Typical pay awards continue to be significantly lower than inflation despite the brighter economic outlook, according to annual XpertHR research published today.
The survey, covering pay awards over the year to the end of August 2013, found that the average pay deal – based on deals covering 7.3 million workers, or almost one in four of the UK workforce – was 2%, well below the 3.3% inflation measured by the Retail Prices Index (RPI) in August 2013.
The median pay increase over the period was just 2%, compared with 2.3% during the previous 12 months.
XpertHR pay and benefits editor Sarah Welfare said: “Our research provides further evidence that pay packets have taken a huge hit during this recession and the value of pay increases in real terms has been eroded. In fact, pay awards appear to have been slightly lower in value this year than the last. The current evidence points to more of the same, with no signs yet of any upward pressures on pay.”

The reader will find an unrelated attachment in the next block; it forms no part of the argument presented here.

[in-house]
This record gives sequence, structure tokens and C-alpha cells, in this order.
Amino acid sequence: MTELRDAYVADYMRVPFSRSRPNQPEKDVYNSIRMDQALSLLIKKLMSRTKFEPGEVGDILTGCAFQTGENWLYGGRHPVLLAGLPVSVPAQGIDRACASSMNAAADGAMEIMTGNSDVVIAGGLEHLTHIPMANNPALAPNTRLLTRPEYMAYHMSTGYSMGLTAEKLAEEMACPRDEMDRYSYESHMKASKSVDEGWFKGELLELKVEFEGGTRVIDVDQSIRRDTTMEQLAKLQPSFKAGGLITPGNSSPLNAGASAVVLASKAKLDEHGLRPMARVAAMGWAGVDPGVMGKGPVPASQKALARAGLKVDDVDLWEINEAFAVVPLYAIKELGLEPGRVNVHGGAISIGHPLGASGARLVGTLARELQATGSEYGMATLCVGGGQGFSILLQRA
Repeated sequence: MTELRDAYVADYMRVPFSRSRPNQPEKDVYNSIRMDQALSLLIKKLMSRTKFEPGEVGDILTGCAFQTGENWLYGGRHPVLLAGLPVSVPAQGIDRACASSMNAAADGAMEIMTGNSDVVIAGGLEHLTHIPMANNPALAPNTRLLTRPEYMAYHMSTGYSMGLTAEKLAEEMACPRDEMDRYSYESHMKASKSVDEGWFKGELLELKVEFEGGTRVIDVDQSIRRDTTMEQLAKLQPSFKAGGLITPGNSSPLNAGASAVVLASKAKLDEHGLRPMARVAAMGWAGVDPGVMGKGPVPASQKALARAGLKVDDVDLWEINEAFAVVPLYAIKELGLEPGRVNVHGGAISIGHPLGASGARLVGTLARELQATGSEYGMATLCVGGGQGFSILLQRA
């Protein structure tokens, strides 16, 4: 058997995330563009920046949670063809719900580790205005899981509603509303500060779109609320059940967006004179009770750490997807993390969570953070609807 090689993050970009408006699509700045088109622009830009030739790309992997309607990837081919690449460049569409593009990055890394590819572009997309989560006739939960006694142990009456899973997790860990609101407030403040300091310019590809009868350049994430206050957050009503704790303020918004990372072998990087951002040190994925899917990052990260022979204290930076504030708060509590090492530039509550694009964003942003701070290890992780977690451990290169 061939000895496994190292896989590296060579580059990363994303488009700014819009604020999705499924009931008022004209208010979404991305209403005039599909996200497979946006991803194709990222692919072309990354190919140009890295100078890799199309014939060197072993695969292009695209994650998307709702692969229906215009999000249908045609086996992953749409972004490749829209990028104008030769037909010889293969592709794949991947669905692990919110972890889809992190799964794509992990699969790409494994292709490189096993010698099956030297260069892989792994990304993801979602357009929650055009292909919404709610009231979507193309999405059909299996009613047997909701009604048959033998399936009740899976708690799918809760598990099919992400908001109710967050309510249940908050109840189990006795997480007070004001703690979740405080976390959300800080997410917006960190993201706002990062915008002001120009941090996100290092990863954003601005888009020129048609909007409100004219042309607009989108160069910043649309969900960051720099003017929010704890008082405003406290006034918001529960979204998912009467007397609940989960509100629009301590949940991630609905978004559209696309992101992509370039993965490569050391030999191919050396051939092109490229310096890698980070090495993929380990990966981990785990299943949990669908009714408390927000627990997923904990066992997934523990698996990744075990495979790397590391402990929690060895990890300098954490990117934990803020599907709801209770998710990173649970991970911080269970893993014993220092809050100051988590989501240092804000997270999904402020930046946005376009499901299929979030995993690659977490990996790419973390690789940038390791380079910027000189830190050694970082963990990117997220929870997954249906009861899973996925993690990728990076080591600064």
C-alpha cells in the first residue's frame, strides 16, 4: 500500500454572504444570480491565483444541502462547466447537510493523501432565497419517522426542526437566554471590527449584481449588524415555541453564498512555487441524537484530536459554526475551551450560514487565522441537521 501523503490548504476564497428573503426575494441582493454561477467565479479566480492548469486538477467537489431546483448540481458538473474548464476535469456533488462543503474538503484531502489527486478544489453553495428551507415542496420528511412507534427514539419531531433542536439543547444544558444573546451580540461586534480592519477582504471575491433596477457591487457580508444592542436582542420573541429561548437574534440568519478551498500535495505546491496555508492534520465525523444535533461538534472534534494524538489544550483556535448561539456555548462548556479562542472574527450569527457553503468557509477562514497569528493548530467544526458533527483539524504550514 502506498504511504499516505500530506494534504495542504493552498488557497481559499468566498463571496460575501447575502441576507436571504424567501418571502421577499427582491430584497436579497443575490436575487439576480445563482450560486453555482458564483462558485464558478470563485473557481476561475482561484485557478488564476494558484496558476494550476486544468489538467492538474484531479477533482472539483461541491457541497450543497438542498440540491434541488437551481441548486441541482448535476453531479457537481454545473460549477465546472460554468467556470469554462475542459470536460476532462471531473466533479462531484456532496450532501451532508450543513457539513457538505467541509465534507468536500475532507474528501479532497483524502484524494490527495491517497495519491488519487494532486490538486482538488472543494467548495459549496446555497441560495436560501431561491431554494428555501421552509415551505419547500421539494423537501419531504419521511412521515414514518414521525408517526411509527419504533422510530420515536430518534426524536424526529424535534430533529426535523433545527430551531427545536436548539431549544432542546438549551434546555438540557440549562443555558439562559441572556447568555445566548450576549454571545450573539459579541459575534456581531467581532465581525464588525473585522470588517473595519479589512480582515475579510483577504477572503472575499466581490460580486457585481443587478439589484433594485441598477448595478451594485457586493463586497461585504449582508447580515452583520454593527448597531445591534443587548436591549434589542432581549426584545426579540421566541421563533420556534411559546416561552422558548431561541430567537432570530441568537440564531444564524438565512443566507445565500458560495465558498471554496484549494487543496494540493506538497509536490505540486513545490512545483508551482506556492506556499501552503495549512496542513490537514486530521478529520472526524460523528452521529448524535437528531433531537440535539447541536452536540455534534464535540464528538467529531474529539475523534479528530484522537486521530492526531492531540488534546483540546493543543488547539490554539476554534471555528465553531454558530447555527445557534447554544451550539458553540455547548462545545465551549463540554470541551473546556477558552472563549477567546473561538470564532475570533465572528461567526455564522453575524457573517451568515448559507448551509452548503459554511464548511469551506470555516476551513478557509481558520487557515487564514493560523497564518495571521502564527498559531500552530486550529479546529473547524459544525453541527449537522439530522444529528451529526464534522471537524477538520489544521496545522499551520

Other key findings, based on a total sample of more than 1,200 pay deals, included the following:
- Private-sector pay awards were worth a median of 2%, compared with 1% in the public sector. In the previous year, private-sector deals were worth 2.5% while the public sector imposed a pay freeze (0%).
- Wage freezes are now less common. So far in 2013, they have made up 11% of all pay awards, compared with 18% in 2012 and 38% back in 2009.
- Manufacturing pay deals (at 2.3%) have been consistently higher than those in the services sector (2%) over the year.
XpertHR has also published its monthly report on pay awards over the most recent quarter, covering the three months to the end of August 2013, which also found the median basic pay award over this period was 2%, unchanged since the three months to the end of April 2013.
The full report, Annual review of pay trends 2013, includes a detailed comparison with the previous year. It looks at pay awards alongside earnings growth and inflation and how awards are being weighted towards lower paid workers. There is also a full analysis of pay freezes throughout the recession.